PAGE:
So we broke the silence. I asked Andrew to ring the school nurse, while I stood listening, so fearful that a door would be closed on us again.

This time it wasn’t. She spoke at length with Andrew about our concerns, I can’t remember now whether she came and weighed her or it was the GP she encouraged us to see, or the hospital staff where she sent us for blood tests to rule out things that would need urgent attention if she had them. Relief slowly seeped in to the stress and sense of isolation that had built up within me over those few years. Somebody had taken us seriously, and was doing something.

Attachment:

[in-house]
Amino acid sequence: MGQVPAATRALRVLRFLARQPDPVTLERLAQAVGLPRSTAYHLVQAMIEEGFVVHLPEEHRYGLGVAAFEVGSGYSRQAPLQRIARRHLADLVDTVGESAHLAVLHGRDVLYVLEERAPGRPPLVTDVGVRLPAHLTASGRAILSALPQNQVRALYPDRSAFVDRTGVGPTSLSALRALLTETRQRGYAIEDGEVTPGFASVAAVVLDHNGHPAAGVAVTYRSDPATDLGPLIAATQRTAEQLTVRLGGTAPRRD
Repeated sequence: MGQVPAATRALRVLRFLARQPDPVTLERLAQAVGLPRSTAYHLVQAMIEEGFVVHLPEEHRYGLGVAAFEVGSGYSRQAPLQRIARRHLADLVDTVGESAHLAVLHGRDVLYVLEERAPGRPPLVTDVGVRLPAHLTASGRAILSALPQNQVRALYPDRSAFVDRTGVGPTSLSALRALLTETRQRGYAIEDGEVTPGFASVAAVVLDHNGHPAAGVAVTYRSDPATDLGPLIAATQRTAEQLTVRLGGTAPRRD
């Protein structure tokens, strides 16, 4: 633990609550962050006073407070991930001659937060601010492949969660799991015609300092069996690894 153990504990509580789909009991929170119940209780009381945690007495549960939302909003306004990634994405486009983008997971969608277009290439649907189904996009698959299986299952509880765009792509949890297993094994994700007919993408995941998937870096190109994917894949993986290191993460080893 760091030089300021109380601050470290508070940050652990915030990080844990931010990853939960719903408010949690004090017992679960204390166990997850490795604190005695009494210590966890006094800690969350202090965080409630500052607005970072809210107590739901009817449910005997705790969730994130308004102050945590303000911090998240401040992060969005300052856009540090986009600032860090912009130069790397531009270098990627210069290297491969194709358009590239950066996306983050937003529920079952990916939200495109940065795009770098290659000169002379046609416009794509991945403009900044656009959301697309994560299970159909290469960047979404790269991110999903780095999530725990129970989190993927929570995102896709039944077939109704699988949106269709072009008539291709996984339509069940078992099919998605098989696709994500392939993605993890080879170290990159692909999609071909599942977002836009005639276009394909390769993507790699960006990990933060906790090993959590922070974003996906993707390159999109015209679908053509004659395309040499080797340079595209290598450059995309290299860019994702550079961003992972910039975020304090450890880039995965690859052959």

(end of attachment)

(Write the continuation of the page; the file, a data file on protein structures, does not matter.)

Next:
From there we have continued on a slow but perhaps more steady way forward, with the patient (and thorough) work of CAMHS over the next few years, paediatricians got involved who have been monitoring growth, weight and height. Dietitians came alongside at different times, and psychologists and psychiatrists challenged, questioned, and reflected with us so that we could better understand  what was going on. Searching into our parenting, our experiences, our feelings about food. Listening carefully to B’s feelings and reactions to different aspects of our family life. There have been parts of that that have been uncomfortable, we have had to make ourselves open to strangers, we have wondered often if we were right to have begun something that has pushed B through some really difficult and challenging appointments. We have felt the guilt of that. We have also very much felt the concerns of others, ‘why are you looking for a label?’. We weren’t, but we were looking for understanding so that we would have a better idea where to turn to help B to grow and thrive.